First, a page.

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Dicalcium phosphate

 

Dicalcium phosphate

Dicalcium phosphate
Names
IUPAC name
Calcium hydrogen phosphate dihydrate
Other names
Calcium monohydrogen phosphate
Phosphoric acid, calcium salt (1:1)
Identifiers
 Y
(dihydrate) N
ChemSpider  N
Jmol-3D images Image
PubChem
UNII  Y
Properties
CaHPO4
Molar mass 136.06 g/mol (anhydrous)
172.09 (dihydrate)
Appearance white powder
Odor odorless
Density 2.929 g/cm3 (anhydrous)
2.31 g/cm3 (dihydrate)
Melting point decomposes
0.02 g/100 mL (anhydrous)
0.02 g/100 mL (dihydrate)
Structure
triclinic
Hazards
NFPA 704
0
1
0
Flash point Non-flammable
Related compounds
Other anions
Calcium pyrophosphate
Other cations
Magnesium phosphate
Monocalcium phosphate
Tricalcium phosphate
Strontium phosphate
Except where otherwise noted, data are given for materials in their standard state (at 25 °C [77 °F], 100 kPa).
 N  (: Y/N?)

Dicalcium phosphate is a misnomer for dibasic calcium phosphate. Its chemical formula is CaHPO4. Hence the name "dicalcium" is incorrect. The correct names of this material are dibasic calcium phosphate or calcium monohydrogen phosphate. There are three crystalline forms: a dihydrate, CaHPO4•2H2O ('DPCD'), the mineral [1][2] In the dihydrate (brushite) form it is found in some kidney stones and in dental calculi.[3][4]


Contents

  • Preparation 1
  • Uses 2
  • References 3
  • See also 4

Preparation

Dibasic calcium phosphate is produced by the reaction of calcium chloride and phosphoric acid:

CaCl2 + H3PO4 + 2 NaOH → CaHPO4 + 2 NaCl + 2 H2O

Calcium carbonate is also used in place of the calcium chloride and sodium hydroxide. The room temperature neutralisation of phosphoric acid with calcium hydroxide at pH 3-4 precipitates the dihydrate. At 60°C the anhydrous form is precipitated:[4]

H3PO4 + Ca(OH)2 → CaHPO4

One industrial preparation of the dihydrate involves the reaction of [1]

Anhydrous CaHPO4 is an intermediate in the production of halophosphate phosphors that were used in fluorescent lamps. In a continuous process CaCl2 was reacted with (NH4)2HPO4 to form the dihydrate, CaHPO4•2H2O.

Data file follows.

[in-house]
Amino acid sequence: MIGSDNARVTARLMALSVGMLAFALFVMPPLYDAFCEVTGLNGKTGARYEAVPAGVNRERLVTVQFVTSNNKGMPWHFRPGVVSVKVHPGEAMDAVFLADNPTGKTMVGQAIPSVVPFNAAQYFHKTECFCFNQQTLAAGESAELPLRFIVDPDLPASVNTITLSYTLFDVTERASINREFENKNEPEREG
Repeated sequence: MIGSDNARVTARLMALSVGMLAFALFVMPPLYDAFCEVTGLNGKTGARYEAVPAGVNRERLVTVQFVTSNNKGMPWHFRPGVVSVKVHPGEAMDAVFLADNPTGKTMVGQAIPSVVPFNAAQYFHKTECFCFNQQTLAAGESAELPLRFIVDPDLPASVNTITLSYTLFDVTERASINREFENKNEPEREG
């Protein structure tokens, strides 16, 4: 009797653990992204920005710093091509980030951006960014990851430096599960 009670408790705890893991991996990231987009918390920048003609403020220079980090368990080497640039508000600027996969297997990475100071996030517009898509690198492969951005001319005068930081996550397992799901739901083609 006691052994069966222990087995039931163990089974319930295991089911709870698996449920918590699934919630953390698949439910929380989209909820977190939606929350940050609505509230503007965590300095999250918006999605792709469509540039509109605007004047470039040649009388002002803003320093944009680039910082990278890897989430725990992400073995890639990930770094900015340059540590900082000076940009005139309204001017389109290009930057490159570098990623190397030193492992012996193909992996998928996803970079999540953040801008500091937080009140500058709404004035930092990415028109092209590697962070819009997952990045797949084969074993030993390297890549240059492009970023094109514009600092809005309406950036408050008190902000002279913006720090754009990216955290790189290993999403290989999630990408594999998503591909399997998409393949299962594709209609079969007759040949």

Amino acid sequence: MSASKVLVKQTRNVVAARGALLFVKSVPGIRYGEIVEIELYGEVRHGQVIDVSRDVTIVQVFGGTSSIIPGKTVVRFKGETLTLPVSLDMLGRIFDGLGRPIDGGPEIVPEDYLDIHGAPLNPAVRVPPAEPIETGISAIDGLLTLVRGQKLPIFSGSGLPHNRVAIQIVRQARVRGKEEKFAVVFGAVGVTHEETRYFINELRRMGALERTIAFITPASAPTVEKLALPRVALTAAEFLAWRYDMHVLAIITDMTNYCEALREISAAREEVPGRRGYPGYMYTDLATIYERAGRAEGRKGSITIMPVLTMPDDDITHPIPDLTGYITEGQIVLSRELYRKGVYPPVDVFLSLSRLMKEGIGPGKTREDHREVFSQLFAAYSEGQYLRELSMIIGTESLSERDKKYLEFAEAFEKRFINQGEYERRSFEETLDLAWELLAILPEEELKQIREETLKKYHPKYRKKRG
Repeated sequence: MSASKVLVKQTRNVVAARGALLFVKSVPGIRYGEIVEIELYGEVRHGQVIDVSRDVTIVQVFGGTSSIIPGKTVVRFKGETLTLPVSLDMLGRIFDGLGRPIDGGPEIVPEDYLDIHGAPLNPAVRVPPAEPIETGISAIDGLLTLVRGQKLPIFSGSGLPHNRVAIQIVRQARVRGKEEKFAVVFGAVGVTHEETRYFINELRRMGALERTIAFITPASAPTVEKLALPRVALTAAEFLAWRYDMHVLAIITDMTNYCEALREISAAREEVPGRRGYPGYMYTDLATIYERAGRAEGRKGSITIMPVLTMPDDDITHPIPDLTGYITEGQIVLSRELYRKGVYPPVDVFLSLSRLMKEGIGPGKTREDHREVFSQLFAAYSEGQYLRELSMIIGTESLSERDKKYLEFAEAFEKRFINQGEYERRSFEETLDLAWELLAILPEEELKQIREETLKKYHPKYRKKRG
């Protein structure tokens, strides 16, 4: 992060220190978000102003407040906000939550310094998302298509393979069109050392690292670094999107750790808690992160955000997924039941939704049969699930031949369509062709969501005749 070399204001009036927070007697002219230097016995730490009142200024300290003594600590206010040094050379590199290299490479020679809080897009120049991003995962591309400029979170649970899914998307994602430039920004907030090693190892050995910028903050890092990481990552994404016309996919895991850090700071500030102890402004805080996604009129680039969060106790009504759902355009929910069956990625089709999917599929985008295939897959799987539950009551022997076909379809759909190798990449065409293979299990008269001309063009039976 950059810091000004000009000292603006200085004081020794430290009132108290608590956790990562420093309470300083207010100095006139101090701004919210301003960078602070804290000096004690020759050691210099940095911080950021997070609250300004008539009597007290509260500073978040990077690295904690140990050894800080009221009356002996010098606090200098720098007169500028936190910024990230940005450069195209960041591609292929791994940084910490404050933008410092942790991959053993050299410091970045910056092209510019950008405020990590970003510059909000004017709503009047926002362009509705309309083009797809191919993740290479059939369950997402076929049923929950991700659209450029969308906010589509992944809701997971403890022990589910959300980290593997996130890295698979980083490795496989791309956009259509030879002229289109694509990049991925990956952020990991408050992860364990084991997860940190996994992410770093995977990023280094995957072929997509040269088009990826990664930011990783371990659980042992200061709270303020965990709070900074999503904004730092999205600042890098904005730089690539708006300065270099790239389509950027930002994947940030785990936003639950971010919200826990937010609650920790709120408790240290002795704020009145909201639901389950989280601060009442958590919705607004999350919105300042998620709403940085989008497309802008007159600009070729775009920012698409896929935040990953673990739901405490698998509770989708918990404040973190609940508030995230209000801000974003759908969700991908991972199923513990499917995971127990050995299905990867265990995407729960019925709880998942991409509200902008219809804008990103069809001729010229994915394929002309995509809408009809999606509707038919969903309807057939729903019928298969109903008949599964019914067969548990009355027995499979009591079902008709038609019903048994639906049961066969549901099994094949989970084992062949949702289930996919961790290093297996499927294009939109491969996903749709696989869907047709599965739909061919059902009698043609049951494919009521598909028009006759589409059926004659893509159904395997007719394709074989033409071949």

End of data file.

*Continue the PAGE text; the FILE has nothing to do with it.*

CaCl2 + (NH4)2HPO4 → CaHPO4•2H2O

A slurry of the dihydrate is then heated to around 65–70°C to form anhydrous CaHPO4 as a crystalline precipitate in the desired form, (typically a flat diamond shaped crystal, 7-9 μm), which was suitable for further processing.[5]

Dibasic calcium phosphate dihydrate is formed in "brushite" calcium phosphate cements (CPC's) which have medical applications. An example of the overall setting reaction in the formation of "β-TCP/MCPM" (β-tricalcium phosphate/monocalcium phosphate) calcium phosphate cements is:[6]

Ca3(PO4)2 + Ca(H2PO4)2•H2O + 7 H2O → 4 CaHPO4•2H2O

Uses

Dibasic calcium phosphate is mainly used as a dietary supplement in prepared breakfast cereals, dog treats, enriched flour, and noodle products. It is also used as a tableting agent in some pharmaceutical preparations, including some products meant to eliminate body odor. Dibasic calcium phosphate is also found in some dietary calcium supplements (e.g. Bonexcin). It is used in poultry feed. It is also used in some toothpastes as a tartar control agent.[7]

References

  1. ^ a b Corbridge, D. (1995). "Chapter 3: Phosphates". Studies in inorganic Chemistry vol. 20. Elsevier Science B.V. pp. 169–305.   – via ScienceDirect (Subscription may be required or content may be available in libraries.)
  2. ^ Salinas, Antonio J.; Vallet-Regi, Maria (2013). "Bioactive ceramics: from bone grafts to tissue engineering". RSC Advances ( 
  3. ^ Pak, Charles Y.C, Poindexter, John R, Adams-Huet, Beverley, Pearle, Margaret S (July 2003). "Predictive value of kidney stone composition in the detection of metabolic abnormalities". The American Journal of Medicine 115 (1): 26– 2.    – via ScienceDirect (Subscription may be required or content may be available in libraries.)
  4. ^ a b Rey, C.; Combes, C.; Drouet, C.; Grossin, D. (2011). "1.111 - Bioactive Ceramics: Physical Chemistry". In Ducheyne, Paul. Comprehensive Biomaterials 1. Elsevier. pp. 187–281.    – via ScienceDirect (Subscription may be required or content may be available in libraries.)
  5. ^ Ropp, R.C. (2013). "Chapter 4 - Group 15 (N, P, As, Sb and Bi) Alkaline Earth Compounds". Encyclopedia of the Alkaline Earth Compounds 1. Elsevier.   – via ScienceDirect (Subscription may be required or content may be available in libraries.)
  6. ^ Tamimi, Faleh; Sheikh, Zeeshan; Barralet, Jake (February 2012). "Dicalcium phosphate cements: Brushite and monetite". Acta Biomaterialia 8 (2): 474–484.    – via ScienceDirect (Subscription may be required or content may be available in libraries.)
  7. ^ Klaus Schrödter, Gerhard Bettermann, Thomas Staffel, Friedrich Wahl, Thomas Klein, Thomas Hofmann "Phosphoric Acid and Phosphates" in Ullmann’s Encyclopedia of Industrial Chemistry 2008, Wiley-VCH, Weinheim. doi:10.1002/14356007.a19_465.pub3

See also

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